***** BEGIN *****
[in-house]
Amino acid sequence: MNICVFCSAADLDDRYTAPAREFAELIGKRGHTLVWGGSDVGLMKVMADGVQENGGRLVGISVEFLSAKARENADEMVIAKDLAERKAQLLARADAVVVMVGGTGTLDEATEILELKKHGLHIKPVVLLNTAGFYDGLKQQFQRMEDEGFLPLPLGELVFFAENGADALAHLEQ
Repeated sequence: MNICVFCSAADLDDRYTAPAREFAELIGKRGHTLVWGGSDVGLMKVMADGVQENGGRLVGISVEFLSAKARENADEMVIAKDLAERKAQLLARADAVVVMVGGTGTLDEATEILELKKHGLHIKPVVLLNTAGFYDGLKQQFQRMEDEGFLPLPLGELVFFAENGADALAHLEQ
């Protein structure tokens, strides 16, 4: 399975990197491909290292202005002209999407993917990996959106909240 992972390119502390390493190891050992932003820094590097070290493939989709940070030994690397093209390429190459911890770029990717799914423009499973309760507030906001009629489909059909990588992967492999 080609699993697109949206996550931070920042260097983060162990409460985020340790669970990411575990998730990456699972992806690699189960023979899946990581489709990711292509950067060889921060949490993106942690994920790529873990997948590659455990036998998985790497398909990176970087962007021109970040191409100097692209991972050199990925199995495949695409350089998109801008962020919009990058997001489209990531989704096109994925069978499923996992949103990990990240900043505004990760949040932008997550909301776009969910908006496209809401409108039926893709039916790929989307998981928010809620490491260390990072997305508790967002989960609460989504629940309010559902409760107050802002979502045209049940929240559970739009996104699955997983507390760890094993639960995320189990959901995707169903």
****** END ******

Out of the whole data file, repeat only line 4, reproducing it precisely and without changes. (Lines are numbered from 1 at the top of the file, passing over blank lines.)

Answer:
């Protein structure tokens, strides 16, 4: 399975990197491909290292202005002209999407993917990996959106909240 992972390119502390390493190891050992932003820094590097070290493939989709940070030994690397093209390429190459911890770029990717799914423009499973309760507030906001009629489909059909990588992967492999 080609699993697109949206996550931070920042260097983060162990409460985020340790669970990411575990998730990456699972992806690699189960023979899946990581489709990711292509950067060889921060949490993106942690994920790529873990997948590659455990036998998985790497398909990176970087962007021109970040191409100097692209991972050199990925199995495949695409350089998109801008962020919009990058997001489209990531989704096109994925069978499923996992949103990990990240900043505004990760949040932008997550909301776009969910908006496209809401409108039926893709039916790929989307998981928010809620490491260390990072997305508790967002989960609460989504629940309010559902409760107050802002979502045209049940929240559970739009996104699955997983507390760890094993639960995320189990959901995707169903």